Steven DaLuz © 2015 All Rights Reserved
Putin Versus Obama on the Phone (March 30, 2014)
Putin (in Russian): Barry, what can I do?
Putinís translator (in English): The president of Russia sends his noblest respects to his American counterpart.
Obama (in English): This bullshit of yoursóCrimea, the Ukraineócouldnít come at a worse time for me. It is so nineteenth-century.
Obamaís translator (in Russian): President Obama is very pleased to have a constructive dialogue with you on matters of mutual concern to our great nations.
Putin (in Russian): You have some fucken nerve dictating to me about troop movements considering how many boots you put on the ground in Iraq and Afghanistan and they arenít anywhere near your goddamn borders.
Obamaís translator (in English): All right. This one time I'll let you ask me about my affairs.
Obama (in English): Iím willing to overlook a lot. Like the death of ---- [name redacted for security reasons]. When he turned up dead, I let it go. And I said to myself, this is the business weíve chosen; I didnít ask who gave the order, because it had nothing to do with business.
Putinís translator (in Russian): He say: If anything in this life is certain, if history has taught us anything, it is that you can kill anyone.
Putin (in Russian): I donít feel I have to wipe out everybody. Just my enemies.
Obamaís translator (in English): That ainít the way I wanted it! I can handle things! I'm smart! Not dumb like everybody says! I'm smart and I want respect!
Obama (in English): Weíre both part of the same hypocrisy, Mr Putin, but never think it applies to my family.
Putinís translator (in Russian): He says he has been reading Anna Karenina with great admiration.
Putin (in Russian): I'll change...I'll change. Iíve learned that I have the strength to change.
Obamaís translator (in English): He tell anecdote from Gogolís boyhood: Every time he put his line in the water he say a Hail Mary, and every time he say a Hail Mary he catch a fish.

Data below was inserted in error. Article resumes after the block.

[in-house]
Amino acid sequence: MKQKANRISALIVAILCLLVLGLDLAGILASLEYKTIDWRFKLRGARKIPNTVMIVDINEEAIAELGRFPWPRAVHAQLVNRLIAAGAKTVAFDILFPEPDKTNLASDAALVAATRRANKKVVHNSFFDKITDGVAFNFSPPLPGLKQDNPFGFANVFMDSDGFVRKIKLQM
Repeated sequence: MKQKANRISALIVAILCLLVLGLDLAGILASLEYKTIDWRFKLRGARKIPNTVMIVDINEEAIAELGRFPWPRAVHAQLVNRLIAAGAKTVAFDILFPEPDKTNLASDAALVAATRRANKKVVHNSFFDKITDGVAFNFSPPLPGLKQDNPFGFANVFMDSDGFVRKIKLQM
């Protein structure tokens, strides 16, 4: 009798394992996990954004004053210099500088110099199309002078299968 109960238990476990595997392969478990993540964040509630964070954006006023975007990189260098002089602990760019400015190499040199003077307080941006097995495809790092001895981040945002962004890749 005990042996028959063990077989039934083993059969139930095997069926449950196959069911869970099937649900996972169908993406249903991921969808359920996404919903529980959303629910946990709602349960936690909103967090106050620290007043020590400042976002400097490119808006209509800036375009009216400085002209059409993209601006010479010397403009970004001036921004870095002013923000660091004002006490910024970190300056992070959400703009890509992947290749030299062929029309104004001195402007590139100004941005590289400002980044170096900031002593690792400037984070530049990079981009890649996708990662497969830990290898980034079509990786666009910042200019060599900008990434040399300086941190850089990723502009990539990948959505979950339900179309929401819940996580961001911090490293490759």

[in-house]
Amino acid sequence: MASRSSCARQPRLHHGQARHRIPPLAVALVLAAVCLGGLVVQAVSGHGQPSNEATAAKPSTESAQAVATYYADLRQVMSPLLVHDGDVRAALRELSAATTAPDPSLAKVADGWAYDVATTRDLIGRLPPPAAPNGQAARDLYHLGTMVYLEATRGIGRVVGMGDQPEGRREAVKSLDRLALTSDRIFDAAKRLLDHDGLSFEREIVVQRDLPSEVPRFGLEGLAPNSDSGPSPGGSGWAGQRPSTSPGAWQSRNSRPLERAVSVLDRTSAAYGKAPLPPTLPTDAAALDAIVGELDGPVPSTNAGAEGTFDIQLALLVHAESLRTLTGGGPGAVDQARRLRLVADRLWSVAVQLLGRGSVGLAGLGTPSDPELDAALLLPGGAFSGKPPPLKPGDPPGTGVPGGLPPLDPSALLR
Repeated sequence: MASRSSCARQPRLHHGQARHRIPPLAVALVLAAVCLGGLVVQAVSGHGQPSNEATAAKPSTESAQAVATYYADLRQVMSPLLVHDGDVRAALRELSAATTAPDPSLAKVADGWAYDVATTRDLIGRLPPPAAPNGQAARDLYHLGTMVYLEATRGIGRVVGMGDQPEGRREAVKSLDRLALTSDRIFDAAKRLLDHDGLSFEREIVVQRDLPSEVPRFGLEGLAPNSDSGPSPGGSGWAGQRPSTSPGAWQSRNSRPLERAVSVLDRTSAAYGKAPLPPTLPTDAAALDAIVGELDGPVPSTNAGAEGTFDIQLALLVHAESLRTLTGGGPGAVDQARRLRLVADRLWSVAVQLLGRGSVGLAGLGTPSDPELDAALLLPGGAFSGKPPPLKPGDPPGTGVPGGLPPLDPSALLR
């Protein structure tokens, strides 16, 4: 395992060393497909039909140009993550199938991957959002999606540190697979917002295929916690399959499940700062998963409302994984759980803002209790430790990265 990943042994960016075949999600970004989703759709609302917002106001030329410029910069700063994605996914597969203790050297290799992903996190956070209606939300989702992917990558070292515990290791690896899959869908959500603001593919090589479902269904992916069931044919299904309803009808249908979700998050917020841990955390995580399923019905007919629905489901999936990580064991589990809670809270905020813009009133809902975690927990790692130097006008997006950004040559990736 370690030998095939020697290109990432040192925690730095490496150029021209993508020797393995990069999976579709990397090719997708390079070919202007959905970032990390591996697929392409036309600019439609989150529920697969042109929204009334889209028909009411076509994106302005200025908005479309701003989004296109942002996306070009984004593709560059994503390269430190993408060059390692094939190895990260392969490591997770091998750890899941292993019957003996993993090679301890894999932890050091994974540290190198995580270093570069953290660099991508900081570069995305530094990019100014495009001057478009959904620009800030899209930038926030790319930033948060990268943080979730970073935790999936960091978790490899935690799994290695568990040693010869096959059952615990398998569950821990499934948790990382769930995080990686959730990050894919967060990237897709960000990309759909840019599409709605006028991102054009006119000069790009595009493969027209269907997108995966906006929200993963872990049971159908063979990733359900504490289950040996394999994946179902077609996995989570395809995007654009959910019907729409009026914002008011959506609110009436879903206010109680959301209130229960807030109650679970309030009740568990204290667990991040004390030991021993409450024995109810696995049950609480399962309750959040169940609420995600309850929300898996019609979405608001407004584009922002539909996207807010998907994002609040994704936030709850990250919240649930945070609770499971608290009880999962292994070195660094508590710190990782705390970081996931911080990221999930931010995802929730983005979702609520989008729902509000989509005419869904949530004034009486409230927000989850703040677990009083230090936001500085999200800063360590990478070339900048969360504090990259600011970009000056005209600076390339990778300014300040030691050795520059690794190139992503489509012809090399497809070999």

Obama (in English): Tell him I donít like violence. Iím a businessman; blood is a big expense.
Putinís translator (in Russian): He say he no want anything to happen to you while his mother is alive.
Putin (in Russian): I got a business to run. I gotta kick asses sometimes to make it run right. We had a little argument, Freddy and me, so I had to straighten him out.
Obamaís translator (in English): There are negotiations being made that are going to answer all of your questions and solve all of your problems. Thatís all I can tell you right now.
Obama (in English): Tell him he can do me a solid.
Obamaís translator (in Russian): President Obama asks his counterpart whether he is ready to use all his powers and all his skills do him the service that he promised.
Putinís translator (in Russian): He don't want his mother to see him that way.
Putin (in Russian): I put a special tape on the trigger and the butt and I left it noisy. That way it scares any pain-in-the-ass innocent bystanders away.
Putinís translator (in English): You got everything you need? The chef cooked for you special, the dancers will kick your tongue out and your credit is good. Draw chips for everyone in the room so they can play on the house.
Obama (in English): You can sign up for Obamacare.
Putin (in Russian): Tell your boss he can ask for anything else, but this is one favour I can'ít grant him.
Putinís translator (in English): Only if I can keep my own doctor!
Man in Santa Suit Kills Eight
Man in Santa suit kills eight
with a single efficient shot,
At a party of his in-laws
near Los Angeles
on Christmas Eve
the man in the Santa suit
drew his gun
and started shooting
as soon as they let him in
which they did because
he said he was Santa Claus
and they thought he had come
to entertain the children.
Then he sprayed
with pressurized gas
and set the house on fire.
The owners of the house,
an elderly couple
retired from the
and their daughter, Sylvia,
the estranged wife
of the gunman,
were among the dead
Femme to bow
Low to son.
David Lehman has two nonfiction books in 2015: The State of the Art: A Chronicle of American Poetry, 1988-2014 in the spring (Pittsburgh), and Sinatraís Century: 100 Notes on the Man and His World in the fall (HarperCollins).
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